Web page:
In CosmeticsDesign-Europe’s eighth Beauty 4.0 Podcast – a digital series looking at how technology and innovation will shape beauty’s future – we catch up with Jo Barnard, founder and creative director of UK industrial design agency Morrama.
In this 30-minute podcast, Barnard talks about the increased interest in beauty tools since the onset of COVID-19 and the level of opportunity available for brands to edge into this space – concepts she believes haven’t quite been mastered yet in terms of pricing, usability and design.
Combining industrial-design beauty tools with serums and creams
The beauty tool space today, she said, had products on “two ends of the spectrum” – highly smart and precise tools like Opté that had a price tag to match and very simple offerings like the Tangle Teezer that were accessible in price terms yet still hugely effective.
However, Barnard said the issue today was there “doesn’t seem to be a huge amount in the middle”, nor many products that combined a tool offering with a topical.
“The combination of the two is, I think, where the real interest lies and where the real innovation potential lies, and no-one has really adopted that yet,” she said.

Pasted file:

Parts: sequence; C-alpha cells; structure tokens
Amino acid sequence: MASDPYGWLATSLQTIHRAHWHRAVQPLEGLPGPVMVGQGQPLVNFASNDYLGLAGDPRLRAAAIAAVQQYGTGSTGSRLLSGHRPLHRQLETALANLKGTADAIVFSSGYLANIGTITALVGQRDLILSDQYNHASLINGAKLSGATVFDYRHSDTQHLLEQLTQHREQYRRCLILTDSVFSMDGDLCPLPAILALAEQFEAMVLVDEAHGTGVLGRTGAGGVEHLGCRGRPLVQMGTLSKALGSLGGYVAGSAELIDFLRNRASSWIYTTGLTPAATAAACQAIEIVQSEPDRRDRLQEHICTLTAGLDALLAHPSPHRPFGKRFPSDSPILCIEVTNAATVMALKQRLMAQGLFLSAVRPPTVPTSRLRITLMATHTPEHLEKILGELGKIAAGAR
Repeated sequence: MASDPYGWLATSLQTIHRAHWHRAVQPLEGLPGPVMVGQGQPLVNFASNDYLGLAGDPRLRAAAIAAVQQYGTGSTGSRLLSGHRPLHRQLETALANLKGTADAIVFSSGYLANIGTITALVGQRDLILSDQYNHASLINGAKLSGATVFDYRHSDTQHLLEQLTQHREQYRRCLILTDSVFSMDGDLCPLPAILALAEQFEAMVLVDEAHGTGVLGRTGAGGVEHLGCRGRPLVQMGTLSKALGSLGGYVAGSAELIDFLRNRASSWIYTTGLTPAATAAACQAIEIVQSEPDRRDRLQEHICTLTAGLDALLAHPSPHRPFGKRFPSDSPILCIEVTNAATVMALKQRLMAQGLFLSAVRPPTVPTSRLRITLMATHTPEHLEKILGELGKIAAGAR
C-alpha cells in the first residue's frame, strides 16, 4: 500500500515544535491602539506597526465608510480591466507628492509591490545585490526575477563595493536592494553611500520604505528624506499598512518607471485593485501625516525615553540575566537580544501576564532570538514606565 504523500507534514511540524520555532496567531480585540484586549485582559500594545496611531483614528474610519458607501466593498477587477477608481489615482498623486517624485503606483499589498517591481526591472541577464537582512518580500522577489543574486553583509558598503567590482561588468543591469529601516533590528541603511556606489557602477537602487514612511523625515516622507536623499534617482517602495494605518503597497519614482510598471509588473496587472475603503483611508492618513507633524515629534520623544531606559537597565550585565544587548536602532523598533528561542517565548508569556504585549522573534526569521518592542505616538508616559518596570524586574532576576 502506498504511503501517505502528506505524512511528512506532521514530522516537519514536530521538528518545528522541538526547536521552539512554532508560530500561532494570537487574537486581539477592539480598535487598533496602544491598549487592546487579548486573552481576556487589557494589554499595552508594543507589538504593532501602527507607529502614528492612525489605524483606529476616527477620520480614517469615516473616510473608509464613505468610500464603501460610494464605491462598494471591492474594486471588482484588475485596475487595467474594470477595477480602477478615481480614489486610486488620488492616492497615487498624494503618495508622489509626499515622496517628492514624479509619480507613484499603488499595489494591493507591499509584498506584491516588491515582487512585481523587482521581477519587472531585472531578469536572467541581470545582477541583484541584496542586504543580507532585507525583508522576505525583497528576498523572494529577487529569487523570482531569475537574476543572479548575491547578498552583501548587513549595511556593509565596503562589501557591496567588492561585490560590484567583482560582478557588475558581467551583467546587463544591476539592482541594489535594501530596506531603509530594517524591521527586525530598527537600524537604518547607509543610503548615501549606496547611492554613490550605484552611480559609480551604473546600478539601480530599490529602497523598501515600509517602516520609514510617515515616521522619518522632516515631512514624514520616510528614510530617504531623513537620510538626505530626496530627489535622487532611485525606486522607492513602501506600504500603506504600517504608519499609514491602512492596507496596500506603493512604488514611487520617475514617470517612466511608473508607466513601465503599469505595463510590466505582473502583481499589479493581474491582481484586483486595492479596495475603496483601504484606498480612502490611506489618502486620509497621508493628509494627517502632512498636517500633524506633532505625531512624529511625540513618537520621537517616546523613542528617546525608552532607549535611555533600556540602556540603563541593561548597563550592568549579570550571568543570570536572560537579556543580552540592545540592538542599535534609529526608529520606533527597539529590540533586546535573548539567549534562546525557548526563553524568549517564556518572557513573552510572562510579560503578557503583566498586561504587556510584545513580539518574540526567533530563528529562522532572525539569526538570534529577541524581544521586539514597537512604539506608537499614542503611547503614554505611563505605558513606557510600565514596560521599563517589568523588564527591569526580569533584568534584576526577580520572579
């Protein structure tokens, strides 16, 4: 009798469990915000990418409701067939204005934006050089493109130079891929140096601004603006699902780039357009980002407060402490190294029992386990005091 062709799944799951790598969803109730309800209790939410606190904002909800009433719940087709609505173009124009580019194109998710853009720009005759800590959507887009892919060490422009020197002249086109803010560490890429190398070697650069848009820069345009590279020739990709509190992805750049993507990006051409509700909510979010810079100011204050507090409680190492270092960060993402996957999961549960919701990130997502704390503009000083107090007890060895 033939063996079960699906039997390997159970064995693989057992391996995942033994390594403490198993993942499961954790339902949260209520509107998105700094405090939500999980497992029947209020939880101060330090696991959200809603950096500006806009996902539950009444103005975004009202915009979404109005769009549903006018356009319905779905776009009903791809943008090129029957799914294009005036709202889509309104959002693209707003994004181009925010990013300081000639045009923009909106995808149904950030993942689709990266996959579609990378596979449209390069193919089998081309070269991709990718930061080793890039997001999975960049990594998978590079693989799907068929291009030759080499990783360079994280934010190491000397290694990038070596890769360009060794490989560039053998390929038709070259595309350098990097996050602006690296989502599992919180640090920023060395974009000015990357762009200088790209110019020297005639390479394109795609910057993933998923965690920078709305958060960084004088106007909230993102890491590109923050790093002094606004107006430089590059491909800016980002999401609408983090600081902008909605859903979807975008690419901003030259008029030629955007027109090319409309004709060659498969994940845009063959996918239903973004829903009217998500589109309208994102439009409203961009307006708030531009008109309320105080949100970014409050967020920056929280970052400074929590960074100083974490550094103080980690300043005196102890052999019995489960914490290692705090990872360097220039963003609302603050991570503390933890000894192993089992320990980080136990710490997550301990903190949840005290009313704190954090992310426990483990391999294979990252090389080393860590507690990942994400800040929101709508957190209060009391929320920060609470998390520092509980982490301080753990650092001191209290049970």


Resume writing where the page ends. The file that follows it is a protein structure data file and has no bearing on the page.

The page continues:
Beauty was “very saturated” in topical product terms, she said, so the next opportunity could be in creating topical and tool combinations.
“…Everyone is trying to bring out something new (…) and I think perhaps the way that people can start to differentiate is through the use of industrial design of products that can help make those products work better for the customer.”
Barnard’s design agency Morrama had created three tool concepts as a ‘vision of the future’, she said, two of which considered this combination. The first was a battery-powered face ‘patch’ that heated or cooled the skin to soothe or stimulate it for better absorption of active ingredients; the second was a battery-powered mask that fitted over the face like a pair of glasses and heated up the skin ahead of application of a topical for improved efficacy; and the third was a slick-looking facial massage tool for improved lymphatic drainage that could be used as part of a daily self-care routine.
‘Breaking down those barriers’ in beauty
However, Barnard said any innovation launched in the beauty tool space had to consider usability and user experience and fit comfortably into existing beauty routines. It also had to fit a price point suitable for the majority of consumers, she said.
“It’s about breaking down those barriers, trying not to be too complicated and trying to fit into people’s routines,” she said.
All Morrama’s design concepts, for example, avoided linking to an app or digital device, she said, to ensure the product could become part of a relaxing and disconnected self-care beauty routine.
“We try and keep things as low-fly as possible, because tech can really get in the way.”
Aesthetics and how great the tool looked also had to be looked at carefully to draw in the consumer and align with expectations in today’s beauty market, Barnard said.
Beauty 4.0 Podcast – a deeper look at the future of beauty tools